Also similar to ballgames, the ticket price itself is the least egregiously priced item on the list.

Adjusted for inflation, that $0.70 movie ticket in 1960 would be about $6.17 today — not too far off from the modern-day average of $9.17. As The Hustle has previously explained, it’s the concessions stand where the theaters really get you.

Zachary Crockett / The Hustle

In 1960, movie treats were pretty modestly priced.

A popcorn or candy bar would set you back ~$0.20 ($1.97, adjusted for inflation), and soda ran a few cents cheaper.

Today, that wouldn’t even get you an extra pump of processed butter: Candy (+1,210%), soda (+2,145%), and popcorn (+3,845%) have all outpaced inflation by 3-4x.

The reasons for this have a lot to do with the ailing business model of movie theaters.

Theaters have to fork over ~70% of all ticket sales to the distributor, leaving them with little to cover expenses. They tend to think of movies as a loss leader, and make their profits on food and drinks.

The markup on a tub of popcorn, which costs less than $1 to make, is ~800%. At major chains like AMC and Cinemark, concessions only account for ~30% of total gross revenue, yet make up 45%-50% of gross profits.


Lastly, we wanted to take a look at the big daddy of all family outings: a trip to Disneyland in Anaheim, California.

We chose to keep this one simple and omit the cost of travel/airfare. We also didn’t include food, since the park permits guests to bring in their own snacks.

What we’ve laid out is a bare-bones Disneyland outing for a family of four, comprised of the following costs:

  • Two child tickets (one-day)
  • Two adult tickets (one-day)
  • Parking
  • A one-night stay at Disneyland Hotel

The 2022 prices come from Disney’s own websites, assuming a weekend day trip in June (Disney has dynamic ticket pricing). The 1960 prices were gleaned from old ticket stubs and newspaper archives.

(One important clarifying note: Back in 1960, you paid for the park admission ticket and the rides separately. We’ve combined those costs below.)

Zachary Crockett / The Hustle

In 1960, an adult ticket was $1.60, and a child’s ticket (ages 3-11) was just $0.60. A 10-ride pass was an additional $3.95 (adult) and $2.95 (child). Those combined costs would be $54.81 for an adult and $35.06 for a child, adjusted for inflation.

Today’s prices today are far steeper: Tickets clock in at $149 and $141, respectively.

Once $18/night ($178 in today’s money), a double-bed room at Disneyland Hotel will now set you back $445.

But like the ballgame, the real kick in the ass is the parking.

It used to be a mere $0.25 ($2.47, adjusted) to park your car there. Today, it’s $30. That’s — wait for it — an 11,900% bump in price since 1960, or 13.5x the rate of inflation.

Disney’s main parking lot, affectionately dubbed Mickey and Friends, cost $108m and was subsidized through government bonds. Disney leases the land from the city of Anaheim for a whopping $1/year and keeps all profits from the garage.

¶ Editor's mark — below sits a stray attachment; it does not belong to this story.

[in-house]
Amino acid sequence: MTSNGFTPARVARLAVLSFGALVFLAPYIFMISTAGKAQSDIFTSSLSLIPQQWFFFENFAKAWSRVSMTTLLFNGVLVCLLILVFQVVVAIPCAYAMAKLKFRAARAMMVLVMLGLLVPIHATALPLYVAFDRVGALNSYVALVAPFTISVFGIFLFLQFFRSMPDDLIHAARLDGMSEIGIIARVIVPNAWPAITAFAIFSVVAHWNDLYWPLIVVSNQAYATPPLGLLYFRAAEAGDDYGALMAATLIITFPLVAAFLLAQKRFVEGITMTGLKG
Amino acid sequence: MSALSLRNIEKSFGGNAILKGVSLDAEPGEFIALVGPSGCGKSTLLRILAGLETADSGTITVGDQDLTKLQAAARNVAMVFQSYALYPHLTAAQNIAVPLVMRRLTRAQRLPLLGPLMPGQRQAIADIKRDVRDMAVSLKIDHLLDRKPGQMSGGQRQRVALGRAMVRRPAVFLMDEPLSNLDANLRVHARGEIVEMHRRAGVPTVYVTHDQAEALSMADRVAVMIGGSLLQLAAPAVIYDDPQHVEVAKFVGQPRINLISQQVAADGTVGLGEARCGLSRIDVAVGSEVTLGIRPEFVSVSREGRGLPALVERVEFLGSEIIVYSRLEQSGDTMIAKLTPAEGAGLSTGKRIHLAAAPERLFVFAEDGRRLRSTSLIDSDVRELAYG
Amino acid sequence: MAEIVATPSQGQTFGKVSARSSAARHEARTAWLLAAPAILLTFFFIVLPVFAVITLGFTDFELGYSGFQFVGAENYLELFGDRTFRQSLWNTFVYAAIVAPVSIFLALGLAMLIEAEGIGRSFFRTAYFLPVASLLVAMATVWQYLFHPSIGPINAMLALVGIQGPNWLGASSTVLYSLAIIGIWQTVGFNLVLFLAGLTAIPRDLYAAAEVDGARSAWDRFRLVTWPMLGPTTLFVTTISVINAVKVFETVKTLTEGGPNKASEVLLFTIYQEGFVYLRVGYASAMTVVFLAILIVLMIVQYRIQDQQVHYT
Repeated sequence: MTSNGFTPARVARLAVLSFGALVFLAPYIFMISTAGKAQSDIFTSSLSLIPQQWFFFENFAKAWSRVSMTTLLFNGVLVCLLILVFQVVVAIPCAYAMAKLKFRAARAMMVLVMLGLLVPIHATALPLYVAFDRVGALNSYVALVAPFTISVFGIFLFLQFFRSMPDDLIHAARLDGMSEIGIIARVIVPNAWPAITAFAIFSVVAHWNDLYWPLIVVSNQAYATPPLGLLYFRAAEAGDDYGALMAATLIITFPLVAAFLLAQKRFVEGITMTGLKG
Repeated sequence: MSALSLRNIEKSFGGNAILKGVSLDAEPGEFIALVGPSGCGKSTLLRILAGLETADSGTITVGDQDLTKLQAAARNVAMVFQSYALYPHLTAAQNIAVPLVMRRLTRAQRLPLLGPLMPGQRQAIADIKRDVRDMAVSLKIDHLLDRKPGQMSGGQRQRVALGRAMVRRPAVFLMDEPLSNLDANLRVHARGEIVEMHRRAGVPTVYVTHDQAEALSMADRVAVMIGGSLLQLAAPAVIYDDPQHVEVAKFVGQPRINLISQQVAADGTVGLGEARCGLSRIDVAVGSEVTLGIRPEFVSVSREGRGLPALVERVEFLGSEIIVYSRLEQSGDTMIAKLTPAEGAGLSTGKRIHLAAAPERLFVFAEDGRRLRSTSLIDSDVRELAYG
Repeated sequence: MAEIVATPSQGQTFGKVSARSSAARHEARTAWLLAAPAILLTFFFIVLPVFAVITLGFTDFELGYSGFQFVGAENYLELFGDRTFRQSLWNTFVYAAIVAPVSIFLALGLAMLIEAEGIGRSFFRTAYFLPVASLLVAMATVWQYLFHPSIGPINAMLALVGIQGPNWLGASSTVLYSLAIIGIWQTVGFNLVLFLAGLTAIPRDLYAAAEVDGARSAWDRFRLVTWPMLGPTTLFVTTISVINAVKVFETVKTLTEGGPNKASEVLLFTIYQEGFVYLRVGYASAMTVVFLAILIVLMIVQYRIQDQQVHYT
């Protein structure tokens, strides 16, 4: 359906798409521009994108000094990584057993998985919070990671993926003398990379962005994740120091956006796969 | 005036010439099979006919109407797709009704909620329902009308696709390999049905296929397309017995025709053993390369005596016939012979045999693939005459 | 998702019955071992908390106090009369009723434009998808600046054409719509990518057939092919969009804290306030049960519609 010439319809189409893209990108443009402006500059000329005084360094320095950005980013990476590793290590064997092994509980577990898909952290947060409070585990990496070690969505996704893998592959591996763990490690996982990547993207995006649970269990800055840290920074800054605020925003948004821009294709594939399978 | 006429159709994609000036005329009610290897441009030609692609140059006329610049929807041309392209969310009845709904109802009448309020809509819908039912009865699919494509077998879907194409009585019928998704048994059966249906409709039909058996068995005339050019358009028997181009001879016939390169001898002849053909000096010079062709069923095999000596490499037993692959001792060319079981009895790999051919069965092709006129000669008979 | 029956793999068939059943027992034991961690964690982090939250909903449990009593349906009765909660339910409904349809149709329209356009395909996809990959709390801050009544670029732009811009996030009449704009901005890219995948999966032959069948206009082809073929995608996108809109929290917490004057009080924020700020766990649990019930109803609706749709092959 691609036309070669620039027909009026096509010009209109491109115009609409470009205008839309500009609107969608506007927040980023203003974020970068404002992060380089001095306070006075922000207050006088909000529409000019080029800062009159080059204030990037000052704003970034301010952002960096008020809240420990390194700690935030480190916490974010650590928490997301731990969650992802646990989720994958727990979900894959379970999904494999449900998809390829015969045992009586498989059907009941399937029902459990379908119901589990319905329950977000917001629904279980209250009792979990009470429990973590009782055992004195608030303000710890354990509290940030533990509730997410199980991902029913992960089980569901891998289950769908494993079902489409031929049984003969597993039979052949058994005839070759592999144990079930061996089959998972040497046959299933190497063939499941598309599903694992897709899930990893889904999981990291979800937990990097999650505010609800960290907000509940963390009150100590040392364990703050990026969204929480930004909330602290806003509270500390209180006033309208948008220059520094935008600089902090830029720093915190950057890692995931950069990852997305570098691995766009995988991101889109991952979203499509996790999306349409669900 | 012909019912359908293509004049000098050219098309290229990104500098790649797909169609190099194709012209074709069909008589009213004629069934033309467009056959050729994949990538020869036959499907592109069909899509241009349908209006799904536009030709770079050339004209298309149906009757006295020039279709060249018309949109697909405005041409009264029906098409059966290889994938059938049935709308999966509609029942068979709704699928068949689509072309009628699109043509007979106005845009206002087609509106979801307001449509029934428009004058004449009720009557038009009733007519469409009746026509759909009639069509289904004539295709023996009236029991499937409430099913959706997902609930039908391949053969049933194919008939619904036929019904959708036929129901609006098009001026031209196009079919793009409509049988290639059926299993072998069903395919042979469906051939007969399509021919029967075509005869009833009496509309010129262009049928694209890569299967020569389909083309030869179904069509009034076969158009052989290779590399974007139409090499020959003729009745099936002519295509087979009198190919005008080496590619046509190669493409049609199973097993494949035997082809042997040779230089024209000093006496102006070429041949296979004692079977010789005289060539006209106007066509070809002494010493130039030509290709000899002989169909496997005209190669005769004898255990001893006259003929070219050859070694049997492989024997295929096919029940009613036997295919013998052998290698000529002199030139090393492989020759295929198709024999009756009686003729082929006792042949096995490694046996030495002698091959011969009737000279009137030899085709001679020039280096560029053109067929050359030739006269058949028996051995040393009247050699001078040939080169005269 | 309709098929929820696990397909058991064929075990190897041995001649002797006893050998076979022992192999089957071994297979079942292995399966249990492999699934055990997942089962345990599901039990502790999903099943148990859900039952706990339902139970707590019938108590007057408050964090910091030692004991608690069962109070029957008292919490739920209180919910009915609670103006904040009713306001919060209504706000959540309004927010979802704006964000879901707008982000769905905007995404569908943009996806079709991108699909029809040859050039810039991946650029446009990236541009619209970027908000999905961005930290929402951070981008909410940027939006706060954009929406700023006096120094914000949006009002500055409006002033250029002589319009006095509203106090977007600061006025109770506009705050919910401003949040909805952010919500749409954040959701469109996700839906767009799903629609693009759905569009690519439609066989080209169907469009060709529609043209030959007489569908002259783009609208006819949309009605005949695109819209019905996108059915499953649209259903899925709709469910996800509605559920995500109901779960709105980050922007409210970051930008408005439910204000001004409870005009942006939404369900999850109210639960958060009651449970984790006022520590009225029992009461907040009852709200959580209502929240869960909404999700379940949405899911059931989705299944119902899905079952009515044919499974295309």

Zachary Crockett / The Hustle

“If Walt [Disney] were alive today, he would probably be uncomfortable with the prices they’re charging right now,” Scott Smith, an assistant professor of hospitality at the University of South Carolina, told the Washington Post in 2015. “They’ve priced middle-class families out.”

Of course, one could argue that a Disney goer is getting a better value than they would’ve 60 years ago. In 1960, the park had <20 attractions (rides, shows, exhibits); today, it has 53.

Disneyland’s operating costs have also significantly increased over the years: ride maintenance, daily painting, landscaping, engineering, merchandising, parade float operations — you get the drift. The park’s annual attendance has increased threefold, to 18m, since 1960.

Still, for a park that has received ~$500m in government handouts since 1991, one would expect a little more generosity when it comes to price sensitivity for guests.

How many hours do families have to work to afford outings?

Assuming 40-hour weeks and a standard 2,080 work hours per year, the median family wage in 1960 ($5,620) worked out to ~$2.70/hour. Today’s median ($84k) is $40.38/hr.

How many more hours do families have to work today to afford these activities?

Zachary Crockett / The Hustle

Though wages have gone up considerably since 1960, they’ve been outpaced by the growing cost of family activities.

These increases may look small (partly because they’re dwarfed by Disneyland’s figures), but spending 22%-96% more time at the office is pretty consequential when you have a family to take care of.

For those earning minimum wage, this struggle is especially pronounced.

In 1960, the federal minimum wage was $1/hr — higher, adjusted for inflation ($9.88/hr), than today’s $7.25.

Decades ago, some of these family outings were within grasp. But today, a family with two minimum wage earners would have to work 173%-299% more hours to take their family out than two similar workers in 1960. For them, a one-day trip to Disneyland would require nearly two weeks of pay.

Zachary Crockett / The Hustle

Recent research has shown that a family has to earn at least $35.80/hour just to meet basic needs. The average two-kid family spends 25% of its income on child care alone — and these figures don’t even fully take into account runaway inflation, which recently topped 9%.

The reality is that today’s $40/hr median family income doesn’t leave as much wiggle room for American pastimes as it used to.

And as Steven Martinez, and many others, have learned, this is especially true of “the most magical place on Earth.”